Victor Wanyama knows what football’s big European nights are like – and he wants them back.

When the midfielder moved to Saints last summer, in a £12.5m deal from Celtic, he viewed the transfer as a step forward in his career.

However, there was a trade-off involved for the 22-year-old: By completing the switch, he had to give up his place in the Champions League.

At the Glasgow side, Wanyama had been pitted against giants of the game, such as Barcelona, Juventus and Benfica.

With Saints, however, the prospect of Europe remained only an ambition.

However, it is one that he hopes the club can now turn into a reality.

“If we keep performing in this league like how we have been doing, we have a good chance to qualify for the Europa League,” he said.

“For me, I think it is good. It’s a good thing to play.

“If you are not in the Champions League then this is a good thing to have, to play in the Europa League.

“It will also be good exposure for us to have a little bit of experience in (European) football.”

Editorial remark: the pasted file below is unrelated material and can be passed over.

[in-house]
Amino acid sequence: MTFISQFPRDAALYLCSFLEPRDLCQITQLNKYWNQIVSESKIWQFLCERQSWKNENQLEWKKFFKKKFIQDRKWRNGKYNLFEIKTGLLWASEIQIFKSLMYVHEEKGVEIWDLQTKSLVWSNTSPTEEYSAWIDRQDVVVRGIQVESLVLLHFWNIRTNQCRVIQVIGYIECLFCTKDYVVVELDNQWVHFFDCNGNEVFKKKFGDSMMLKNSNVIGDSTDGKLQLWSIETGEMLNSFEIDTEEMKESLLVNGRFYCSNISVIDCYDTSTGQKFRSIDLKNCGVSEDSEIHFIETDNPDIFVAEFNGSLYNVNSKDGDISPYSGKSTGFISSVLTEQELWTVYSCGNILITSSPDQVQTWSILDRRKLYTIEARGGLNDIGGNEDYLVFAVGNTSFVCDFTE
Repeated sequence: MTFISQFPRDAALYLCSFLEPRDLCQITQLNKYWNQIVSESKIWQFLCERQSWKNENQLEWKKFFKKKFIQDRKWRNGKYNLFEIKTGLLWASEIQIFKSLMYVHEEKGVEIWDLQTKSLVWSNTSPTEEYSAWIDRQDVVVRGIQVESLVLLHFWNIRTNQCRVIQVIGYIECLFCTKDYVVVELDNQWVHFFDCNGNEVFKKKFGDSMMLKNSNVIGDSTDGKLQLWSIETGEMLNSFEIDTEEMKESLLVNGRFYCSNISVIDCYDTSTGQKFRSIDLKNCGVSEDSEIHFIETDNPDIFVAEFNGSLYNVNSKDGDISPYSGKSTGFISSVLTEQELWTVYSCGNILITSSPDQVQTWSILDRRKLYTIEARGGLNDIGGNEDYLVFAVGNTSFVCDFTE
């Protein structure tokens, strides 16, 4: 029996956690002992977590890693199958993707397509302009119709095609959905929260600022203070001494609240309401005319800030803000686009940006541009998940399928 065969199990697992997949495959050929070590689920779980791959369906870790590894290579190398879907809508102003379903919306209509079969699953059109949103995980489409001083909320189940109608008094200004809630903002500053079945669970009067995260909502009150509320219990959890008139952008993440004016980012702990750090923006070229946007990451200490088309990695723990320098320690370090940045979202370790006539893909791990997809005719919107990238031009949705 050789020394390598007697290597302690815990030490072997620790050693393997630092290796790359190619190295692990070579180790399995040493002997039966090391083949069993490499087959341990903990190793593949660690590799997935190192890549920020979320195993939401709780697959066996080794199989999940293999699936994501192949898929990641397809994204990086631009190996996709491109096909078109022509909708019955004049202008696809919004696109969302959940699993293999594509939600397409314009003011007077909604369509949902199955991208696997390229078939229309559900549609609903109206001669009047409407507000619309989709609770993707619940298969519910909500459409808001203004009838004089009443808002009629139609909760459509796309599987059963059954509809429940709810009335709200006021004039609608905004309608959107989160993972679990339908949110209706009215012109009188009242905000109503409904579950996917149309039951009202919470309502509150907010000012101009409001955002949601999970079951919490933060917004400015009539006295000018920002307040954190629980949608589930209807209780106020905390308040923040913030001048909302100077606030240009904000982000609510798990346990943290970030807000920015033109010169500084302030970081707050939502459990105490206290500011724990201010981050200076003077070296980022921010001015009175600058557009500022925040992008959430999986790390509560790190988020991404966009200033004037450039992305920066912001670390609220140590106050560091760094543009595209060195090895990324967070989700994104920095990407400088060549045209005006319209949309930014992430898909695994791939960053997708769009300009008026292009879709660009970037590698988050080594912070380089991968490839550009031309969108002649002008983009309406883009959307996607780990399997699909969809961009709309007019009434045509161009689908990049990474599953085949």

The highlight of Wanyama’s career remains scoring the opening goal in Celtic’s 2-1 home win over Barcelona last season.

It is the sort of night that he craves with Saints.

“Obviously, I do miss them,” he said. “They are really great games.

“You get to play against the bigger clubs and also get a chance to play alongside world class players, so it’s a really good stage to play.”

While he says the goal for Saints this season is a place in Europe, Wanyama explained that there is no specific target in terms of league position.

“Any spot that can put us in the Europa League or play in the Champions League is fine for me,” he said, although the latter is almost certainly out of reach this term. “It would be a great achievement here.”

Wanyama, who said the transition from Scotland to England had proved “a little bit difficult”, returned to action this month after an eight-week spell on the sidelines because of a hairline leg fracture.

He says he is not quite at full fitness yet, but is closing in on it.

However, the adjustment from starting every week to watching from the stands or the bench has not been an easy one for Wanyama.

“It’s been really tough, being eight weeks out,” said the Kenyan, who added that Jack Cork has “done well” in place of him.

“Trying to come back then, it’s always difficult.

“It has been a really tough journey for me, because I didn’t feel the same as before and, now, I’m trying to get back to where I was when I left and, hopefully, in a few weeks I will be there.”